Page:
June was met with grim news for our planet: human civilization could come to an end by 2050, the UN says you won’t survive climate change unless you’re a billionaire, and America reinforces its stance on withdrawing from the Paris Agreement.
The G20 Summit, Paris Agreement, and the US
The Group of 20 (G20) is an international gathering that convenes the world leaders of the 19 most powerful countries, and the European Union. It was founded with the aim to coordinate economic policy and trade relations. Last week, government officials and bank governors gathered in Osaka, Japan. One of the most important points of discussion during the summit was the reaffirmation of every member country’s commitment to the Paris Agreement, except one: the United States of Trump America, effective in 2020.
Signed in 2016, the Paris Agreement is a global action plan to combat the climate crisis, with nearly 200 countries pledging commitment to finding institutional solutions in their part of the world. Less than a year later, President Donald Trump announced his intention to withdraw the USA from the accord, making the USA one of three countries in the world and the only G20 nation not party to the agreement. The world is aptly shocked but not surprised, but can’t really do anything about it since there are no penalties or formal repercussions for this decision.
And at the recent G20 summit, he reiterates his decision, gaining criticism even from French President Macron. According to Trump, the deal disadvantages American workers and taxpayers, leaving them “to absorb the cost in terms of lost jobs and lower wages and vastly diminished economic production.” This is an attempt to frame his decision as a move towards a nationalist agenda executed with populism. In an ironic turn of events, he’s now boasting about fighting climate change during his term. Not surprising, since it’s almost re-elections.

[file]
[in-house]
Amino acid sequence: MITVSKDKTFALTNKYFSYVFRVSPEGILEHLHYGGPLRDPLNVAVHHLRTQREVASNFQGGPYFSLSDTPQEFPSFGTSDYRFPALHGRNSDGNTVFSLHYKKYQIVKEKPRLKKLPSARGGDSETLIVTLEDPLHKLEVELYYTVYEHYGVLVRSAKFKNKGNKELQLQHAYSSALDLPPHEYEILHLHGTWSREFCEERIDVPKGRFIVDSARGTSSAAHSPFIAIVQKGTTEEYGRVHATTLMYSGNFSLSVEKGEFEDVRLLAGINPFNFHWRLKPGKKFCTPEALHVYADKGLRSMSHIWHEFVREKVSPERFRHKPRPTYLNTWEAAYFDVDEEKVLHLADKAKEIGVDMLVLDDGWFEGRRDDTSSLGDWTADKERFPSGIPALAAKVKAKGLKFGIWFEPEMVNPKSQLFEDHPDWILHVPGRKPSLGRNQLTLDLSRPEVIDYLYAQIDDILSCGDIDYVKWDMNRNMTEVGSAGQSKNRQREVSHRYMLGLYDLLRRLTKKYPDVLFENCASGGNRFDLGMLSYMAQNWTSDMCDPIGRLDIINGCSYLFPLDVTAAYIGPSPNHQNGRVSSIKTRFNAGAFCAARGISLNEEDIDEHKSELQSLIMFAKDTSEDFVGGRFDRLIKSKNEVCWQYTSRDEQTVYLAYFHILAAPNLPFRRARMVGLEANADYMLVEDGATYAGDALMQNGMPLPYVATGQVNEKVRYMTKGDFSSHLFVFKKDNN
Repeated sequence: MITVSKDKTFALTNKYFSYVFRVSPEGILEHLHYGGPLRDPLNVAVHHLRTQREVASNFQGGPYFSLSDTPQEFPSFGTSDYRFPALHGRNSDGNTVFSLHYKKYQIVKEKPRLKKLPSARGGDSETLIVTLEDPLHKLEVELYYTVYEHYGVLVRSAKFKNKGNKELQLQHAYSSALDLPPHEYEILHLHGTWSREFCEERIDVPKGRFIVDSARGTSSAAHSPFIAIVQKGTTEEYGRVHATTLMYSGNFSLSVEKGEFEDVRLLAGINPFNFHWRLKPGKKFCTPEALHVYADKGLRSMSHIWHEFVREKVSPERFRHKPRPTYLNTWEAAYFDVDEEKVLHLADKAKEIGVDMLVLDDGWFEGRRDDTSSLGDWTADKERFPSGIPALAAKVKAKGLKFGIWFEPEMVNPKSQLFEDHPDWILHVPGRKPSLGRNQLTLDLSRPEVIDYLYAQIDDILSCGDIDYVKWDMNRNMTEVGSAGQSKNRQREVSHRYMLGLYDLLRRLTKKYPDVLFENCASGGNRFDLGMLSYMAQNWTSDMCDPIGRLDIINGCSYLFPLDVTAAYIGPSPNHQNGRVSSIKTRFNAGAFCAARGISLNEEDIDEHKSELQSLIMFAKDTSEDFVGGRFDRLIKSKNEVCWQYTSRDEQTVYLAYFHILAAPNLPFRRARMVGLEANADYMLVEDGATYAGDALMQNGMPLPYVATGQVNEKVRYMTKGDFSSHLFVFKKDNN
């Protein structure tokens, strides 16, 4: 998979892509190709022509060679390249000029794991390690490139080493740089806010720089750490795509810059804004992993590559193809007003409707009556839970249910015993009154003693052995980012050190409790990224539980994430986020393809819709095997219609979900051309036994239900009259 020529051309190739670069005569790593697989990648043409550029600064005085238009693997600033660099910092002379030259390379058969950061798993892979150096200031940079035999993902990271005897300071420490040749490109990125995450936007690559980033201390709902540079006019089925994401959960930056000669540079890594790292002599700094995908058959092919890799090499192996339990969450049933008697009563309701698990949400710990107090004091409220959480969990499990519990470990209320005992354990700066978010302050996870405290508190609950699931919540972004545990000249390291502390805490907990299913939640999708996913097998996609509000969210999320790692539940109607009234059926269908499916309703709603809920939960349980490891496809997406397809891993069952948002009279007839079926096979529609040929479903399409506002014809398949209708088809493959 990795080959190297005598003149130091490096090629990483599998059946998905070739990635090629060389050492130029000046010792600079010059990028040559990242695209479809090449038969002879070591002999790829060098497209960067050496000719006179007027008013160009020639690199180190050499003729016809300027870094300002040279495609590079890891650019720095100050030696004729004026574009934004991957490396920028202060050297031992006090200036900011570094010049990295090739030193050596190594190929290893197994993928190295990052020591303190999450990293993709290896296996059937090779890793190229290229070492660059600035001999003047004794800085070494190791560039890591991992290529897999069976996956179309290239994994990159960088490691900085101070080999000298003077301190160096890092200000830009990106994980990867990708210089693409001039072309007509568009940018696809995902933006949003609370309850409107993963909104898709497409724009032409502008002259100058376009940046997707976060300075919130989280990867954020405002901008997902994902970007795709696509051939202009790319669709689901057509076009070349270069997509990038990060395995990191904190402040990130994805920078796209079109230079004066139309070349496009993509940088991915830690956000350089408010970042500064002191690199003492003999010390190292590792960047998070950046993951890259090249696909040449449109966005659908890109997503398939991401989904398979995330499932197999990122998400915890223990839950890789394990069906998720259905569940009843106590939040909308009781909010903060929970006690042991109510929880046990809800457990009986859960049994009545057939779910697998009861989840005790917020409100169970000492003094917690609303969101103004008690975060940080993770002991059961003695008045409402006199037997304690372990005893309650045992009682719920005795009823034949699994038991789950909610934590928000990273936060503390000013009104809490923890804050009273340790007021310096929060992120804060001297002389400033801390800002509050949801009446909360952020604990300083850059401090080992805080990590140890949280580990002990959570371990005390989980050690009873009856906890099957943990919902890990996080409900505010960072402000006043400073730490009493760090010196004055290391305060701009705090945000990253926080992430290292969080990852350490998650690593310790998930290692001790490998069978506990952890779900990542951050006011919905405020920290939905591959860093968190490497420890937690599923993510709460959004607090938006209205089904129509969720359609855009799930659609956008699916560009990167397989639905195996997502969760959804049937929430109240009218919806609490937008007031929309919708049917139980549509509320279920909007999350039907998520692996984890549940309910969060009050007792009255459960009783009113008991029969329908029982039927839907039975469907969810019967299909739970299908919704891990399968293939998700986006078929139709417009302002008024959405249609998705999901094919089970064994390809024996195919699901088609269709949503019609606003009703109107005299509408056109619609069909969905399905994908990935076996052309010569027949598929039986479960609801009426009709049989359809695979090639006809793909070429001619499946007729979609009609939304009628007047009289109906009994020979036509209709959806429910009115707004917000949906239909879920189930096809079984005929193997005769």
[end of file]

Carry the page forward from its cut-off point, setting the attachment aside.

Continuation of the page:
Although the rest of the world, including American companies and state officials, will go on without Trump’s administration formally implementing the action plan, there is no doubt that global goals will be harder to achieve as the country has one of the largest carbon footprints in the world, and is responsible for more than a third of the total carbon pollution in history.
Climate apartheid is our best-case scenario,
and the US is leading us towards it
Goldman Sachs kept its light on and its building secure when Hurricane Sandy hit New York.
This is exactly what the United Nations (UN) warns the world of in a press conference a few days before the G20 summit. The UN special rapporteur on extreme poverty and human rights, Philip Alston, presents us with a bleak best-case scenario of our future, where those who are responsible for and have benefited from greenhouse gas emissions will also be the ones most capable to mitigate its effects. He refers to it as “climate apartheid”, where the rich can buy their way out of overheating, hunger, and conflict, while the poor are left to bear the brunt of climate emergency. The poorest half of the world’s population is responsible for just 10% of carbon emissions, while the richest 1% use 175 times more carbon than the bottom 10% of the population.
“Climate change is, among other things, an unconscionable assault on the poor.”
The 21-page report cites that since 2000, people in poorer countries have experienced the devastating effects of global heating seven times more than the wealthier countries.
The Philippines is most threatened by climate change
So why should you care that the richest country in the world is opting out of helping save the environment? Well, the Global Peace Index 2019 shows that six out of the nine countries that are most susceptible to the climate crisis is in Asia-Pacific, with the Philippines topping the list. Manila, one of the top 5 super cities in the world, ranks 7th in the highest risk scores for single climate hazards.
Needless to say, the center won’t hold when
humanity is put on the brink of extinction.
American-brand lifeboat ethics and the “Tragedy of the Commons”
Most rationale behind today’s environmental efforts are just footnotes to Garret Hardin’s thought experiment, “The Tragedy of the Commons”. In reality, it’s merely an essay that pushes for a lockdown on America’s precious resources, as Hardin believed that countries needing aid “were threatening Earth’s carrying capacity”. Hardin blamed the welfare state for giving free riders a pass at selfishness, suggested that overbreeding should be its own punishment, and argued against relying on conscience when managing resources; which all embody lifeboat ethics. Trump has echoed these very sentiments, evident in his deadly immigration policies, but with more careful language.